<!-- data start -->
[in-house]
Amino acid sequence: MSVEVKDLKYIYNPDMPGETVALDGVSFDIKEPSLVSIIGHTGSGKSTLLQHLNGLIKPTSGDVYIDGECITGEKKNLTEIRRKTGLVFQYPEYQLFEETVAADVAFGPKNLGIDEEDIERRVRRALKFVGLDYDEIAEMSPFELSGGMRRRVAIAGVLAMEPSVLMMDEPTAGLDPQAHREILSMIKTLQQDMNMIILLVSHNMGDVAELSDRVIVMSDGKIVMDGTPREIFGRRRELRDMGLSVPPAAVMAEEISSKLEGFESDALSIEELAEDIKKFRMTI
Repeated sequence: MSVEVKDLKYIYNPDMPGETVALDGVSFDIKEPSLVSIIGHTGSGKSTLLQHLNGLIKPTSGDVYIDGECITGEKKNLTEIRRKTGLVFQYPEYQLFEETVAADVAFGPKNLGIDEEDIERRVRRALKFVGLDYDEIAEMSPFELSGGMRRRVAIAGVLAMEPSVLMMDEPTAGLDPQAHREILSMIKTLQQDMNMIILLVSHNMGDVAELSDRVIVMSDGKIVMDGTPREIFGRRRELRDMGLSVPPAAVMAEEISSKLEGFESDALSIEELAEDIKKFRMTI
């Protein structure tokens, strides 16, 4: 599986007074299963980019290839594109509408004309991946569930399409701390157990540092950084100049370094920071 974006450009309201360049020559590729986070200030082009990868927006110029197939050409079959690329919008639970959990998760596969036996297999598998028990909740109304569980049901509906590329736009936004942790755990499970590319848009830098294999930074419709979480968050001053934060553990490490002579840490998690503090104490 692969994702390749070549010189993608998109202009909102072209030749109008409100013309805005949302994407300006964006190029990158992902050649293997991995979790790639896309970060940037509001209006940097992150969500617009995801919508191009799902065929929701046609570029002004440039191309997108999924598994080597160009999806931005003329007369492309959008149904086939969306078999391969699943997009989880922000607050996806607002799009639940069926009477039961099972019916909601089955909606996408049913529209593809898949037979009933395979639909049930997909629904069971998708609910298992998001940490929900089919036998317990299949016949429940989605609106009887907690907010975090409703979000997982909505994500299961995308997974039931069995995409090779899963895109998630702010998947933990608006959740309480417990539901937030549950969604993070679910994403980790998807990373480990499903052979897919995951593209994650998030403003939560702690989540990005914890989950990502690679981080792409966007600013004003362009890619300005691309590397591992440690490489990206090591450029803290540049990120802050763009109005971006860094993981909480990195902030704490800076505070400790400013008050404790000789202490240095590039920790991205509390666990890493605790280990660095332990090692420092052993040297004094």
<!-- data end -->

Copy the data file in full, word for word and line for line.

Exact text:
[in-house]
Amino acid sequence: MSVEVKDLKYIYNPDMPGETVALDGVSFDIKEPSLVSIIGHTGSGKSTLLQHLNGLIKPTSGDVYIDGECITGEKKNLTEIRRKTGLVFQYPEYQLFEETVAADVAFGPKNLGIDEEDIERRVRRALKFVGLDYDEIAEMSPFELSGGMRRRVAIAGVLAMEPSVLMMDEPTAGLDPQAHREILSMIKTLQQDMNMIILLVSHNMGDVAELSDRVIVMSDGKIVMDGTPREIFGRRRELRDMGLSVPPAAVMAEEISSKLEGFESDALSIEELAEDIKKFRMTI
Repeated sequence: MSVEVKDLKYIYNPDMPGETVALDGVSFDIKEPSLVSIIGHTGSGKSTLLQHLNGLIKPTSGDVYIDGECITGEKKNLTEIRRKTGLVFQYPEYQLFEETVAADVAFGPKNLGIDEEDIERRVRRALKFVGLDYDEIAEMSPFELSGGMRRRVAIAGVLAMEPSVLMMDEPTAGLDPQAHREILSMIKTLQQDMNMIILLVSHNMGDVAELSDRVIVMSDGKIVMDGTPREIFGRRRELRDMGLSVPPAAVMAEEISSKLEGFESDALSIEELAEDIKKFRMTI
């Protein structure tokens, strides 16, 4: 599986007074299963980019290839594109509408004309991946569930399409701390157990540092950084100049370094920071 974006450009309201360049020559590729986070200030082009990868927006110029197939050409079959690329919008639970959990998760596969036996297999598998028990909740109304569980049901509906590329736009936004942790755990499970590319848009830098294999930074419709979480968050001053934060553990490490002579840490998690503090104490 692969994702390749070549010189993608998109202009909102072209030749109008409100013309805005949302994407300006964006190029990158992902050649293997991995979790790639896309970060940037509001209006940097992150969500617009995801919508191009799902065929929701046609570029002004440039191309997108999924598994080597160009999806931005003329007369492309959008149904086939969306078999391969699943997009989880922000607050996806607002799009639940069926009477039961099972019916909601089955909606996408049913529209593809898949037979009933395979639909049930997909629904069971998708609910298992998001940490929900089919036998317990299949016949429940989605609106009887907690907010975090409703979000997982909505994500299961995308997974039931069995995409090779899963895109998630702010998947933990608006959740309480417990539901937030549950969604993070679910994403980790998807990373480990499903052979897919995951593209994650998030403003939560702690989540990005914890989950990502690679981080792409966007600013004003362009890619300005691309590397591992440690490489990206090591450029803290540049990120802050763009109005971006860094993981909480990195902030704490800076505070400790400013008050404790000789202490240095590039920790991205509390666990890493605790280990660095332990090692420092052993040297004094």